I wonder if the NTIA understands what it has done. The agency seems to have worked very hard to avoid the problems the FCC caused in the RDOF reverse auction. But this ruling brings in one of the most damaging aspects of RDOF – incoherent grant serving areas. I know there is a challenge process for the maps used for BEAD, but it’s going to be extremely difficult to dispute an ever-changing propagation map around every cell tower or fixed wireless radio. I fear this is going to be one of the newest nightmares to pop out of the revised FCC maps.

Mapping and Broadband Grants

Hopefully by now, most communities with poor broadband will have heard about the gigantic federal grants on the way to provide broadband solutions. The largest is the $42.5 BEAD (Broadband Equity, Access, and Deployment) grants that will be administered by states, with the funding and the rules established by the NTIA.

There is one provision in the enabling legislation that established these grants that makes me nervous and should concern everybody. The federal grants give priority to locations that are unserved (broadband speeds under 25/3 Mbps) and can also be used to fund underserved locations (speeds between 25/3 and 100./20 Mbps). The troubling provision is that Section 60102 of the legislation makes it clear the determination of eligible locations will rely upon the FCC maps.

Commerce Secretary Gina Raimondo, the agency that oversees the NTIA and the grant program, acknowledges that this is a problem. In an interview with CNBC, the Secretary admitted that grants might not be awarded until sometime in 2023 after the FCC maps have been updated.

I think it’s a huge problem if we need corrected FCC maps before we can decide which parts of the country are eligible for these grants. I fully expect the first version of the new FCC maps to be a disaster. ISPs will struggle with changing from reporting simple tallies by Census block to drawing complicated polygons around customers who are served or who can be served within ten days after a request. There will be a lot of honest mistakes made in the first few iterations of the new mapping as ISPs adapt to the new reporting methodology. It might take a few rounds of reporting until ISPs get the new maps right.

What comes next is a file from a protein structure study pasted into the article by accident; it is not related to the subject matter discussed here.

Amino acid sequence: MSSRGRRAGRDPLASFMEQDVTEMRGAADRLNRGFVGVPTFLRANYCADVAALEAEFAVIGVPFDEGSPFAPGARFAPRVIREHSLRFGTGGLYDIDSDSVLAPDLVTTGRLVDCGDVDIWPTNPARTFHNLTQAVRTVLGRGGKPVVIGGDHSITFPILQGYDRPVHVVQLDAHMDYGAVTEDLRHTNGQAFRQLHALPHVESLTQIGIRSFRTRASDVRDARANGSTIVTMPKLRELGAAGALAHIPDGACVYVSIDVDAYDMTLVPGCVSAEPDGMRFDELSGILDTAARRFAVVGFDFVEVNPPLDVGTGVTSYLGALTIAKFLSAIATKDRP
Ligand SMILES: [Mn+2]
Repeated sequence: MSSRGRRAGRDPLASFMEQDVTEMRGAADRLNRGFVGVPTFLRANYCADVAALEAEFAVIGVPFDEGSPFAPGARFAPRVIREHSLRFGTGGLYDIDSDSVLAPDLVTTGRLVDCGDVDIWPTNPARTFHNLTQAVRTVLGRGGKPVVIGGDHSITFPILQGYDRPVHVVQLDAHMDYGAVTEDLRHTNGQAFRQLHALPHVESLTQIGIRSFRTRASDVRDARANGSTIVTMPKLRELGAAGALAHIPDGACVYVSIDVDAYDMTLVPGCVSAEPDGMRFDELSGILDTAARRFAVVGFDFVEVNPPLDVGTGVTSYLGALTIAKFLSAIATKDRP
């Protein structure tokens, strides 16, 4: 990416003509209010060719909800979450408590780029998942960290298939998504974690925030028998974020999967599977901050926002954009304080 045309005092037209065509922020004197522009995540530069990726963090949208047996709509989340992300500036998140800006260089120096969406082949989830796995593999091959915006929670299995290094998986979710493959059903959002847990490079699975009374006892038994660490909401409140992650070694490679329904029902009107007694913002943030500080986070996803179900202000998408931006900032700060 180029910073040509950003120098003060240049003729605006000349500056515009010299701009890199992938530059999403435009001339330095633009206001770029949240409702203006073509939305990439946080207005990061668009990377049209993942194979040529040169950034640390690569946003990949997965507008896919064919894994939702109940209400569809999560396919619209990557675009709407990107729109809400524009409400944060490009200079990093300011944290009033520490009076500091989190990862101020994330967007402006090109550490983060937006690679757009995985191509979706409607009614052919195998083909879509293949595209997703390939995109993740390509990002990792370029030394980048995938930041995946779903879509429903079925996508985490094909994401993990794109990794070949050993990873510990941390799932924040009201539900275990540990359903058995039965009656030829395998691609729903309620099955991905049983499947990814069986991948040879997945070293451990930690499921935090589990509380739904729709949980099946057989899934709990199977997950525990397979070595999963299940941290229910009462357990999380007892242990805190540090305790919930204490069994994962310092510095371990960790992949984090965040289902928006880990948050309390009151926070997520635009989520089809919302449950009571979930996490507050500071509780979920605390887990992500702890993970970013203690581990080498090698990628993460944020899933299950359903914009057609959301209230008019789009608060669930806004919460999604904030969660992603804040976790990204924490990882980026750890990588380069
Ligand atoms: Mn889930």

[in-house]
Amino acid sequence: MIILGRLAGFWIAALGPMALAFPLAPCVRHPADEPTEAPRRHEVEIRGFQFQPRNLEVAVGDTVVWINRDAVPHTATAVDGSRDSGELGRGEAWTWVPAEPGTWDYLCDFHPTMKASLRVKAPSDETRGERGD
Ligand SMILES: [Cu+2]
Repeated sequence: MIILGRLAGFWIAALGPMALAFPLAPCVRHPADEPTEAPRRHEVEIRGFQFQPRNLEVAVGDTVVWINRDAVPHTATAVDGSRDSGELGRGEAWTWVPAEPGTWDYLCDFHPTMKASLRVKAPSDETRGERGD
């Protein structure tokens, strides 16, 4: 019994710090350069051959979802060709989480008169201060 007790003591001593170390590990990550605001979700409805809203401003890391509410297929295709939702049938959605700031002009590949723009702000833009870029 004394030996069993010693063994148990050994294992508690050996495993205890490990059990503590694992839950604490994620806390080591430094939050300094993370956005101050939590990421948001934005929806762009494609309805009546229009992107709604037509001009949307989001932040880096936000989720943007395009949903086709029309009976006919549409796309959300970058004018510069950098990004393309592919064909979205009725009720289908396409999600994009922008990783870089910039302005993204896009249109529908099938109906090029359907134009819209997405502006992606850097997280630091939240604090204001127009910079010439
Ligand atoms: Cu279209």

But the real problem will come from the big telcos who distort the current broadband maps by over-reporting broadband speed capabilities. Several of the big telcos have notoriously been reporting speeds of 25/3 Mbps or greater to shield monopoly areas from grants. ISPs today are largely free to claim any speeds they want. The current FCC rules say that ISPs can report marketing speeds – something the ISP can determine. There are huge parts of the country where speeds of 25/3 Mbps are claimed in the FCC maps when actual speeds might be a few Mbps.

The new FCC maps will not stop this practice. The big telcos can still claim fast speeds that don’t exist. In fact, if it stops the award of the BEAD grants, the telcos are likely to report even more areas as having 25/3 Mbps capability. Recall that just before the RDOF reverse auction, Frontier and CenturyLink tried to change tens of thousands of Census blocks to speeds of 25/3 Mbps, which would have kept them out of the RDOF auction. The FCC rejected most of these claims, but the attempt demonstrates the blatant deceptions that the big ISPs are willing to take to keep customers and revenues.

There is currently no penalty at the FCC for overreporting speeds, and some of the big telcos have found this to be a convenient tool to use to maintain monopoly service areas. The BEAD grant might be the last big grant program for a long time, so I can’t see any motivation for the big telcos will suddenly become honest and create honest maps.

We’ve seen in the challenges to the current NTIA grants that the big telcos have no shame. The telcos have been challenging grant eligibility in huge numbers of Census blocks where they know that speeds are poor  – these grant challenges are all about keeping out competition.

If there is any glimmer of hope, it’s that the BEAD grant funds will funnel through the states. Many of the states that already have grant programs have become tired of the games played by telcos and don’t pay them much heed. There are some states that have created their own broadband maps that they believe to be more accurate than the current FCC maps. We’ll have to see how much leeway the NTIA will allow for states to use the better mapping data. Unfortunately, the grant language in the BEAD legislation is fairly clear that the mapping that matters for this map is the FCC mapping. The grant legislation says that broadband data maps are the maps created under section 802(c)(1) of the Communications Act of 1934 (47 U.S.C. 642(c)(1)).